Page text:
[Sidebar] June 19 - 26, 1997
[Food Reviews]
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Generous portions of
home-style Italian cooking

by Dawn Keable

284 Thayer Street, Providence
Open Sun.-Thurs., 11:30 a.m.-1 a.m.
Fri. and Sat., 11:30 a.m.-2 a.m.
Major credit cards
Handicapped accessible

Everyone should have a friend like Joe. This boy can cook! Even Julia Child would be amazed by his innovative use of seasonings. A sprinkle of this, a dash of that, and pow -- a masterpiece. It's all quite logical really. As an Italian, cooking is part of Joe's soul.

Every chef, however, deserves a night off. And Basha, the closest Italian restaurant to Joe's house, seemed a logical choice for us to catch up.

For a Friday night on busy Thayer Street, Basha seemed rather empty. Only about half the tables were filled with young couples. Maybe this was because a majority of the college students had gone home for the summer. Yes! Time to reclaim the city!

Walking into the restaurant, our first impression was that it had amazing potential. The dining area was a great size, and the front was a continuous panel of windows overlooking the street activity outside. Red cloth-covered tables were paired with black lacquered rattan chairs. A single fresh daisy and a candle in a blue glass holder adorned each setting.

We were most impressed, though, with the wall montages hanging above our heads. They were a collection of antique pieces -- a baseball glove, a bike seat, a saddle, dusty leather straps, rusty wrenches.

Starting with drinks, Joe decided on an iced tea ($1.50), and I chose an iced cappuccino with Kahlua ($6.75). Both were incredibly strong -- Joe thought he might not be able to sleep for a year after his. But once the ice cubes melted a little and Joe finally got sugar, we slurped them both quickly.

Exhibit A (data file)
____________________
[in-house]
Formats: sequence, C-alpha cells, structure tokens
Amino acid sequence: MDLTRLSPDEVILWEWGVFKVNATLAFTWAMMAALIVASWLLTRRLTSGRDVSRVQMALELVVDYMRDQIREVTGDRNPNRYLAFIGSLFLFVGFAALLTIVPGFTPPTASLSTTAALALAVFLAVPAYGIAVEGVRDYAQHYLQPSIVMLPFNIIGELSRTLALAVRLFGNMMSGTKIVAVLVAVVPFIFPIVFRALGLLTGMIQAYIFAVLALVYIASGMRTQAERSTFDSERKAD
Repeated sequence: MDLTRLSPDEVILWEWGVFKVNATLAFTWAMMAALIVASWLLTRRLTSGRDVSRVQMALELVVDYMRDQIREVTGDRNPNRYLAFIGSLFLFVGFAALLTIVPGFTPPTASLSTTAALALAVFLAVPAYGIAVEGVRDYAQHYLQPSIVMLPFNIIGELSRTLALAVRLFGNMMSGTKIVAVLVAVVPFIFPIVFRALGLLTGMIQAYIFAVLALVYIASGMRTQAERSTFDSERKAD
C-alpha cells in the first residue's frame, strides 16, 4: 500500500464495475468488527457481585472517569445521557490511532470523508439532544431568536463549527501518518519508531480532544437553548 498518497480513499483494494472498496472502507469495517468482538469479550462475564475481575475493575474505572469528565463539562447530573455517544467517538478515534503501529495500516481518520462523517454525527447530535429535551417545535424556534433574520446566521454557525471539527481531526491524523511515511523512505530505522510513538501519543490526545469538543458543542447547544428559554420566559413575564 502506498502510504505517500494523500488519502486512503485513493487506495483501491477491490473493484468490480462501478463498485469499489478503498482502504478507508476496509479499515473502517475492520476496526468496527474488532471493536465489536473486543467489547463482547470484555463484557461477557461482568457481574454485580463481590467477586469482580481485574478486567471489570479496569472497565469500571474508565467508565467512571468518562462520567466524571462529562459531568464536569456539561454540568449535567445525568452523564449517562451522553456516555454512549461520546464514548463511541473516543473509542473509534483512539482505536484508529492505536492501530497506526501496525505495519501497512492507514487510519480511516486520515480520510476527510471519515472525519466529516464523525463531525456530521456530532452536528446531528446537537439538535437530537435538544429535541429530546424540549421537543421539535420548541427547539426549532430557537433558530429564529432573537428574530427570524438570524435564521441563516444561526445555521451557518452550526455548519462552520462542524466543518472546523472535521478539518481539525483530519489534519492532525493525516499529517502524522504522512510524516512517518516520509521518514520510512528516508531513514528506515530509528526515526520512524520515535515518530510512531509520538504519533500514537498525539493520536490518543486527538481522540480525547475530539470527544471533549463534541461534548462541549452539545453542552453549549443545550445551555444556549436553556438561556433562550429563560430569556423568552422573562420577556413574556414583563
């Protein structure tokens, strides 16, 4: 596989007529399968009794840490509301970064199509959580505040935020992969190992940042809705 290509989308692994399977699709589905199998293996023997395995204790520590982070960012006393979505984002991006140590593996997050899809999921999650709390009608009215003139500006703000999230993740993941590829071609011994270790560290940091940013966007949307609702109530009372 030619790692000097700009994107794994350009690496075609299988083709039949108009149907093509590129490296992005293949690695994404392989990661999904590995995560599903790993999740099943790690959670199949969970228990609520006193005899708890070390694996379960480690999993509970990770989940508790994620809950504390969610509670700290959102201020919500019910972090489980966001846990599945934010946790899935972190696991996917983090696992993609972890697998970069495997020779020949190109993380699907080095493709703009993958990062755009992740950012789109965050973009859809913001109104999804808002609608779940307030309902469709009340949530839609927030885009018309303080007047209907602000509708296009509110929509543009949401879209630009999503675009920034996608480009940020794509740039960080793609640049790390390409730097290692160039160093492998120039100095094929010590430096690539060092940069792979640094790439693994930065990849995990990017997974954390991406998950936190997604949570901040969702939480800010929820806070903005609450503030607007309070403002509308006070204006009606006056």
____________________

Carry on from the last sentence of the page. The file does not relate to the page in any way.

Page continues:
After this, our appetizers of generous proportions -- fried calamari ($5.50) and stuffed mushrooms ($4.95) -- arrived rather quickly, before I even had a chance to finish describing my fall down the stairs last week. Served with a tomato-based hot pepper sauce, the calamari was tender, but Joe noted (and I agreed) that the batter needed more seasoning. He is king of that sort of thing.

Our stuffed mushrooms were much more satisfying. Packed with a delicious seafood stuffing, they were served in a butter/wine sauce.

For his main course, Joe picked linguine alle vongole ($10.95), and his dish (essentially linguine pasta tossed with littlenecks in a clam broth) suffered the same problem as the rest of his meal -- not quite enough zest. It was a tough call. The basics of food preparation were there, but some of what we tried was on the bland side and needed a little something extra.

My dish, "Chicken Monteverde" ($12.95), was more enjoyable. The marinated chicken breast had been broiled and was served with steamed spinach and mushrooms, then finished with a lemon/ garlic sauce.

It was a very healthy choice, and the chicken was cooked perfectly -- I could cut it with my fork. It also came with a huge side of penne pasta tossed in a light marinara sauce, just enough for lunch the next day.

Although the doggy bags were piling up, we both ordered dessert. Joe justified this to our waitress by telling her that our parents didn't make us clean our plates before dessert. Untrue!

I chose the "very berry tart" ($3.75). Served with whipped cream, it was a tasty blend of raspberries and blackberries in a doughy crust. No need for a take-home container here.

Joe's pick, a slice of strawberry amaretto cake ($3.75), should have been sent back to the kitchen. The triple-layer cake, with alternating layers of strawberry jam, tasted like it had refrigerator burn.

My overall feeling is that Basha is playing it a little too safe. Break out that spice rack, add some pizzazz. If you need some help, give me a call. Seasonings Boy would be glad to share his secrets.

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